Jump to ContentJump to Main Navigation
The Evolving Reputation of Richard HookerAn Examination of Responses, 1600-1714$
Users without a subscription are not able to see the full content.

Michael Brydon

Print publication date: 2006

Print ISBN-13: 9780199204816

Published to Oxford Scholarship Online: January 2007

DOI: 10.1093/acprof:oso/9780199204816.001.0001

Show Summary Details
Page of

PRINTED FROM OXFORD SCHOLARSHIP ONLINE (www.oxfordscholarship.com). (c) Copyright Oxford University Press, 2019. All Rights Reserved. An individual user may print out a PDF of a single chapter of a monograph in OSO for personal use. date: 11 November 2019

The Mask of Discontinuity: Hooker in the Reigns of James II and William and Mary

The Mask of Discontinuity: Hooker in the Reigns of James II and William and Mary

Chapter:
(p.150) 5 The Mask of Discontinuity: Hooker in the Reigns of James II and William and Mary
Source:
The Evolving Reputation of Richard Hooker
Author(s):

Michael Brydon

Publisher:
Oxford University Press
DOI:10.1093/acprof:oso/9780199204816.003.0006

The use of Hooker to promote the doctrine of passive obedience placed the Church in an impossible dilemma following the accession of James II. His reign discredited the Restoration political understanding of Hooker, and threatened Hooker’s guardianship of the English Church through a resurgent Catholic exploitation of his vagaries. James’s enforced abdication, however, brought Hooker’s previously discounted doctrine of original compact back into favour amongst Whigs and some Tories, and more latitudinarian attitudes developed within the Church.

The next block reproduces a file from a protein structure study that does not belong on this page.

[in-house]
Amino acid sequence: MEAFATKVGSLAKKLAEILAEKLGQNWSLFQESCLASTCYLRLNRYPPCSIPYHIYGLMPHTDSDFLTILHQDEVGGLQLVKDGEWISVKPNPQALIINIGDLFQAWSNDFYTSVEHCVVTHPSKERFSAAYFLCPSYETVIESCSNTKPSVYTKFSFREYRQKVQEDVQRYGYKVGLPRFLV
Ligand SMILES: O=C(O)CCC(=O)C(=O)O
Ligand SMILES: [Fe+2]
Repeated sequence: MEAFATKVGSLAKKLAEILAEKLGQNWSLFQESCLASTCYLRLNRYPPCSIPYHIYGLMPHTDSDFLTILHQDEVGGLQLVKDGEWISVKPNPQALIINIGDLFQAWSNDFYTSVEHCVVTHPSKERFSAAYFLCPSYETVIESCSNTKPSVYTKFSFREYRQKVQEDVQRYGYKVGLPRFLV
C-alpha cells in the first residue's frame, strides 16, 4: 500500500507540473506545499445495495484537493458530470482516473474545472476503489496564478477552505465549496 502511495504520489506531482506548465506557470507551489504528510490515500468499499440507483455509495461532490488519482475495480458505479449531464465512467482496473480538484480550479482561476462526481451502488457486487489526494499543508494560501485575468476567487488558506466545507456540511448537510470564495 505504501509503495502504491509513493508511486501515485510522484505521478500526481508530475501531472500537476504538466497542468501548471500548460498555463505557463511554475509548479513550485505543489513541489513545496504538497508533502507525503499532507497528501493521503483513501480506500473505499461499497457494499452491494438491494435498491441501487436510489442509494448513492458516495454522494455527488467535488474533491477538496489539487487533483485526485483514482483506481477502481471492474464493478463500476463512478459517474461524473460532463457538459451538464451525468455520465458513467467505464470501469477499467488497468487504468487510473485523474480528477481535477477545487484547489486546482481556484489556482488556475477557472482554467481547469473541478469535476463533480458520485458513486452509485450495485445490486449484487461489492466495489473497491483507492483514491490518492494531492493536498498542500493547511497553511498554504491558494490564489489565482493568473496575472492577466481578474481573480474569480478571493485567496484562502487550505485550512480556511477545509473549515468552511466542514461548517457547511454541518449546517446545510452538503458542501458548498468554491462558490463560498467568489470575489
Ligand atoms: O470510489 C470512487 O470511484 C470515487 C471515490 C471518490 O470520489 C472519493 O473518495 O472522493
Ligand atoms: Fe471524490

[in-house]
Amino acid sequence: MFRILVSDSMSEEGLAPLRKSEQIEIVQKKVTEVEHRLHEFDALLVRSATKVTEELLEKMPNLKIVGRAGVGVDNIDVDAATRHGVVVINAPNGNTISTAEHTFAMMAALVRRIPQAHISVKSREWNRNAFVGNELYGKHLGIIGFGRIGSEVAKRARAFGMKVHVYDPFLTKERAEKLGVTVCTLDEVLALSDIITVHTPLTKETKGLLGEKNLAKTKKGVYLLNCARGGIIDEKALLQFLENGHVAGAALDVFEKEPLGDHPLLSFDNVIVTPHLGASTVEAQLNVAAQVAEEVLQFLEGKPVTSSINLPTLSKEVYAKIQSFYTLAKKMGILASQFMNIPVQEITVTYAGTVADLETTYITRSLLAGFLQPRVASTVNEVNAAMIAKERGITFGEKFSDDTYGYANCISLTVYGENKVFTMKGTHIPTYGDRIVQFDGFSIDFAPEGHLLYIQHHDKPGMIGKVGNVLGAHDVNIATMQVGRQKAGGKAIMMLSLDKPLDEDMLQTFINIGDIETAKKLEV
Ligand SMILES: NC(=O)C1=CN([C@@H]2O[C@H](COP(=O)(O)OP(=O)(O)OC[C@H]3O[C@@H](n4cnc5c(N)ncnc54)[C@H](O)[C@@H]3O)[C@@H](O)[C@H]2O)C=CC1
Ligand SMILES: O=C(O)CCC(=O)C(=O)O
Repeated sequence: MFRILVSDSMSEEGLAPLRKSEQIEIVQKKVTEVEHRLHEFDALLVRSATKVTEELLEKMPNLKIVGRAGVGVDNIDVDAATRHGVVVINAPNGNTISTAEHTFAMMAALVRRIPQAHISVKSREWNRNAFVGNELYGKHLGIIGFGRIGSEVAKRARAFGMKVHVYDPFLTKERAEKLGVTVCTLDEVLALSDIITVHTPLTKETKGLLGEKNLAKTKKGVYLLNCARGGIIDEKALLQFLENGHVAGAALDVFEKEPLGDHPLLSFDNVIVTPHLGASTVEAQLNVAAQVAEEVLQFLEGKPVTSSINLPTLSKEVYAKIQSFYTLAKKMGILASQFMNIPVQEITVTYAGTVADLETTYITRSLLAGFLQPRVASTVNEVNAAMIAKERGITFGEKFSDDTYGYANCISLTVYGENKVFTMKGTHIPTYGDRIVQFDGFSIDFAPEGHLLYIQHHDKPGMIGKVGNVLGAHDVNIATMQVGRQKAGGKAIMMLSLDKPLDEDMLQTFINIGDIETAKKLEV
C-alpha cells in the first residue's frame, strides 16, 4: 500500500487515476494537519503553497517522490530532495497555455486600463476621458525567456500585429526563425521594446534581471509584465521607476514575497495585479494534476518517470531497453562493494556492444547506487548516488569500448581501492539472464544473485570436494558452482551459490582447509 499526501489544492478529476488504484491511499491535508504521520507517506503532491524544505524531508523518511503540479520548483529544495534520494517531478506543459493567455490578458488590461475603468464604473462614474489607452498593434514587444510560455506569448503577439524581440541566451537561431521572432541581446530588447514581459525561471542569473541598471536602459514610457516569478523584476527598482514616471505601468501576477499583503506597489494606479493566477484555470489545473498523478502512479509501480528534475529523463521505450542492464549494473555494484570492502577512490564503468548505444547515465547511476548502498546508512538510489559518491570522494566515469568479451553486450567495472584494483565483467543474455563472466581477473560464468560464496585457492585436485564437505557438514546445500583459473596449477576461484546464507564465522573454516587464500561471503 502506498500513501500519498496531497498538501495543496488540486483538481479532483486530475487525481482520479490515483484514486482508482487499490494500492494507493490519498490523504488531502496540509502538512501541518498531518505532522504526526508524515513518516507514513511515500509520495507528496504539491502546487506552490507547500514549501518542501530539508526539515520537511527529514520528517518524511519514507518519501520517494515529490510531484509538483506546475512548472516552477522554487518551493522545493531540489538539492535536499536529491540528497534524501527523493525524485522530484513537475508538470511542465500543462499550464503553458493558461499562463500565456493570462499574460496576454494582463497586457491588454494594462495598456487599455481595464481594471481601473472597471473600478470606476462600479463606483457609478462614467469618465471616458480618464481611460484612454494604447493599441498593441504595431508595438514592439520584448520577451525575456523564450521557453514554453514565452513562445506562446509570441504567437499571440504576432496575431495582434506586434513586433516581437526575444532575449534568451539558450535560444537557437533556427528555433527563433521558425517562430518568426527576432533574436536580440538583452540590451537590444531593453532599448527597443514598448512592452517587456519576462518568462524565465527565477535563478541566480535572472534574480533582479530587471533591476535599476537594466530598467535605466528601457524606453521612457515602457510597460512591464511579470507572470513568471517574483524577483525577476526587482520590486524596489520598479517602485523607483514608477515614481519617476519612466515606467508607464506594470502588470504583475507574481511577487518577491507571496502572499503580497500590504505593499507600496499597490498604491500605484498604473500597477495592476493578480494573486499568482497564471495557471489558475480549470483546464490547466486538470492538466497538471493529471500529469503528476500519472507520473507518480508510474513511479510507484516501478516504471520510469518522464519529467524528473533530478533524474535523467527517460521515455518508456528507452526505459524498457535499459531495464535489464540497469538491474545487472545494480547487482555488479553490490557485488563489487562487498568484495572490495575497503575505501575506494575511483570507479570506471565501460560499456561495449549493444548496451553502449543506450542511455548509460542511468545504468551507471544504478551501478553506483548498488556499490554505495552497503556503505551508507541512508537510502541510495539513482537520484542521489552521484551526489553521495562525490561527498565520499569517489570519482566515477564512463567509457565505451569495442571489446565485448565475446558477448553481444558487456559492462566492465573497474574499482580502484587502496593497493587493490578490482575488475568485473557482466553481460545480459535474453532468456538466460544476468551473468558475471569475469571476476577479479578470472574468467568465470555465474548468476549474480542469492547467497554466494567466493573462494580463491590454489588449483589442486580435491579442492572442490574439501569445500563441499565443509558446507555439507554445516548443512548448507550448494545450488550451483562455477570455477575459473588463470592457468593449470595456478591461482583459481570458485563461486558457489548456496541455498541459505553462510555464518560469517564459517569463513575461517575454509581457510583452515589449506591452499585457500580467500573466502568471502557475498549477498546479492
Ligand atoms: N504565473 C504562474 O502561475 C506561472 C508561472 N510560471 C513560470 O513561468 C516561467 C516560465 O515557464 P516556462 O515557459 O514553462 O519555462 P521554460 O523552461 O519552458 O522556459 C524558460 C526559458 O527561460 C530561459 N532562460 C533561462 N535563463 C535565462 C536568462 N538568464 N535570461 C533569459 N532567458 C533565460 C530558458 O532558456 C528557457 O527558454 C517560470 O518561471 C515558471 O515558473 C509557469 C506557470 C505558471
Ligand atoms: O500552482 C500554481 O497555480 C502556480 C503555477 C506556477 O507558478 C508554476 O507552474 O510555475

Keywords:   Catholic, latitudinarian, John Locke, non-jurors, non-resistance, original compact, Parliament, passive obedience, transubstantiation, Whig

Oxford Scholarship Online requires a subscription or purchase to access the full text of books within the service. Public users can however freely search the site and view the abstracts and keywords for each book and chapter.

Please, subscribe or login to access full text content.

If you think you should have access to this title, please contact your librarian.

To troubleshoot, please check our FAQs , and if you can't find the answer there, please contact us .